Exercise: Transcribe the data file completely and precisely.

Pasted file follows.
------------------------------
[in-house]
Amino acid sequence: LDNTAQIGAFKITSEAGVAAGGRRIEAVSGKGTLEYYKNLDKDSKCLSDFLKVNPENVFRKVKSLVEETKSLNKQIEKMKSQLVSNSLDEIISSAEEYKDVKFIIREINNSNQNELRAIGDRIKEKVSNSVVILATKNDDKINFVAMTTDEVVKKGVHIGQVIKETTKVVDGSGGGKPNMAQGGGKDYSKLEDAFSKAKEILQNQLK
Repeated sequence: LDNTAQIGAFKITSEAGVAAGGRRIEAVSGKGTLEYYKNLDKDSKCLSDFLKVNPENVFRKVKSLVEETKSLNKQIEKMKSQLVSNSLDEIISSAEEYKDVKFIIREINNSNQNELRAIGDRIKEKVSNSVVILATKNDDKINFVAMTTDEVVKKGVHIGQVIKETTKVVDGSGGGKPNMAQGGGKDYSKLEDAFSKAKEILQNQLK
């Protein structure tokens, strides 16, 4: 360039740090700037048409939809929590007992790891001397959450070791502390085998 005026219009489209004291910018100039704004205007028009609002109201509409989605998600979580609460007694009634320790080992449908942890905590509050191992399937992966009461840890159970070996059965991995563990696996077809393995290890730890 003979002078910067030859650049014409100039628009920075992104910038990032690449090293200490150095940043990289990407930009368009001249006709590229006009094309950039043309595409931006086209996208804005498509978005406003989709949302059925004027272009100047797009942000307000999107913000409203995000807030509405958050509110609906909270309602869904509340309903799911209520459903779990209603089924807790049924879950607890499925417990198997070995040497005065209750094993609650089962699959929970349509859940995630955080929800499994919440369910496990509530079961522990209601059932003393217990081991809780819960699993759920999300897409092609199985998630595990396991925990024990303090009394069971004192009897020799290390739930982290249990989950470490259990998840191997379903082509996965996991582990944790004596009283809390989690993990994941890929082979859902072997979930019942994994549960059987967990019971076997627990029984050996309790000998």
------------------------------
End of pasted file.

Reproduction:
[in-house]
Amino acid sequence: LDNTAQIGAFKITSEAGVAAGGRRIEAVSGKGTLEYYKNLDKDSKCLSDFLKVNPENVFRKVKSLVEETKSLNKQIEKMKSQLVSNSLDEIISSAEEYKDVKFIIREINNSNQNELRAIGDRIKEKVSNSVVILATKNDDKINFVAMTTDEVVKKGVHIGQVIKETTKVVDGSGGGKPNMAQGGGKDYSKLEDAFSKAKEILQNQLK
Repeated sequence: LDNTAQIGAFKITSEAGVAAGGRRIEAVSGKGTLEYYKNLDKDSKCLSDFLKVNPENVFRKVKSLVEETKSLNKQIEKMKSQLVSNSLDEIISSAEEYKDVKFIIREINNSNQNELRAIGDRIKEKVSNSVVILATKNDDKINFVAMTTDEVVKKGVHIGQVIKETTKVVDGSGGGKPNMAQGGGKDYSKLEDAFSKAKEILQNQLK
């Protein structure tokens, strides 16, 4: 360039740090700037048409939809929590007992790891001397959450070791502390085998 005026219009489209004291910018100039704004205007028009609002109201509409989605998600979580609460007694009634320790080992449908942890905590509050191992399937992966009461840890159970070996059965991995563990696996077809393995290890730890 003979002078910067030859650049014409100039628009920075992104910038990032690449090293200490150095940043990289990407930009368009001249006709590229006009094309950039043309595409931006086209996208804005498509978005406003989709949302059925004027272009100047797009942000307000999107913000409203995000807030509405958050509110609906909270309602869904509340309903799911209520459903779990209603089924807790049924879950607890499925417990198997070995040497005065209750094993609650089962699959929970349509859940995630955080929800499994919440369910496990509530079961522990209601059932003393217990081991809780819960699993759920999300897409092609199985998630595990396991925990024990303090009394069971004192009897020799290390739930982290249990989950470490259990998840191997379903082509996965996991582990944790004596009283809390989690993990994941890929082979859902072997979930019942994994549960059987967990019971076997627990029984050996309790000998």